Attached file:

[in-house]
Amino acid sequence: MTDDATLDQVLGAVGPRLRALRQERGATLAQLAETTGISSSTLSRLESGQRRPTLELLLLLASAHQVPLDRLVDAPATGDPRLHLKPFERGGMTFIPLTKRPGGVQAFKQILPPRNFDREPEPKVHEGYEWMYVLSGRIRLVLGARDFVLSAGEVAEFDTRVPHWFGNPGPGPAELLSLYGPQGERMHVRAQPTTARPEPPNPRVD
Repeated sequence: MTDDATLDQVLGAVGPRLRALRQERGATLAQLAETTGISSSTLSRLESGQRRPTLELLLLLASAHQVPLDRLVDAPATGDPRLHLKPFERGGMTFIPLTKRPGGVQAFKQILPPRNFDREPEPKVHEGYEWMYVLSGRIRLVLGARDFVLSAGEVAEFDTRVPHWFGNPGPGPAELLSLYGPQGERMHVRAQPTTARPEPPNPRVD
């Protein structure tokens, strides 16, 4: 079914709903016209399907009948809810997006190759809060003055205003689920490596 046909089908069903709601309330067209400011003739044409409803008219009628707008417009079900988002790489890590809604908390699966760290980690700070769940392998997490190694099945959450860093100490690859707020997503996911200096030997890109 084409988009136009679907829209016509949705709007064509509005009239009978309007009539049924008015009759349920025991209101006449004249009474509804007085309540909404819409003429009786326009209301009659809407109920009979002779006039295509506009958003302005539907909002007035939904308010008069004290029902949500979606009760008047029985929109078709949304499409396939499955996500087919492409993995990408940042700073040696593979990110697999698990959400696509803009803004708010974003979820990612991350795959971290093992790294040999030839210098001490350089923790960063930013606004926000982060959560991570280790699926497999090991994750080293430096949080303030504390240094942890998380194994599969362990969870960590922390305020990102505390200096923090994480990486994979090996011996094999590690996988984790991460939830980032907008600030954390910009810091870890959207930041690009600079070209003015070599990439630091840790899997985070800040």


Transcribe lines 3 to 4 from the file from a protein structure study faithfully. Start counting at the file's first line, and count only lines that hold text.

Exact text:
Repeated sequence: MTDDATLDQVLGAVGPRLRALRQERGATLAQLAETTGISSSTLSRLESGQRRPTLELLLLLASAHQVPLDRLVDAPATGDPRLHLKPFERGGMTFIPLTKRPGGVQAFKQILPPRNFDREPEPKVHEGYEWMYVLSGRIRLVLGARDFVLSAGEVAEFDTRVPHWFGNPGPGPAELLSLYGPQGERMHVRAQPTTARPEPPNPRVD
């Protein structure tokens, strides 16, 4: 079914709903016209399907009948809810997006190759809060003055205003689920490596 046909089908069903709601309330067209400011003739044409409803008219009628707008417009079900988002790489890590809604908390699966760290980690700070769940392998997490190694099945959450860093100490690859707020997503996911200096030997890109 084409988009136009679907829209016509949705709007064509509005009239009978309007009539049924008015009759349920025991209101006449004249009474509804007085309540909404819409003429009786326009209301009659809407109920009979002779006039295509506009958003302005539907909002007035939904308010008069004290029902949500979606009760008047029985929109078709949304499409396939499955996500087919492409993995990408940042700073040696593979990110697999698990959400696509803009803004708010974003979820990612991350795959971290093992790294040999030839210098001490350089923790960063930013606004926000982060959560991570280790699926497999090991994750080293430096949080303030504390240094942890998380194994599969362990969870960590922390305020990102505390200096923090994480990486994979090996011996094999590690996988984790991460939830980032907008600030954390910009810091870890959207930041690009600079070209003015070599990439630091840790899997985070800040």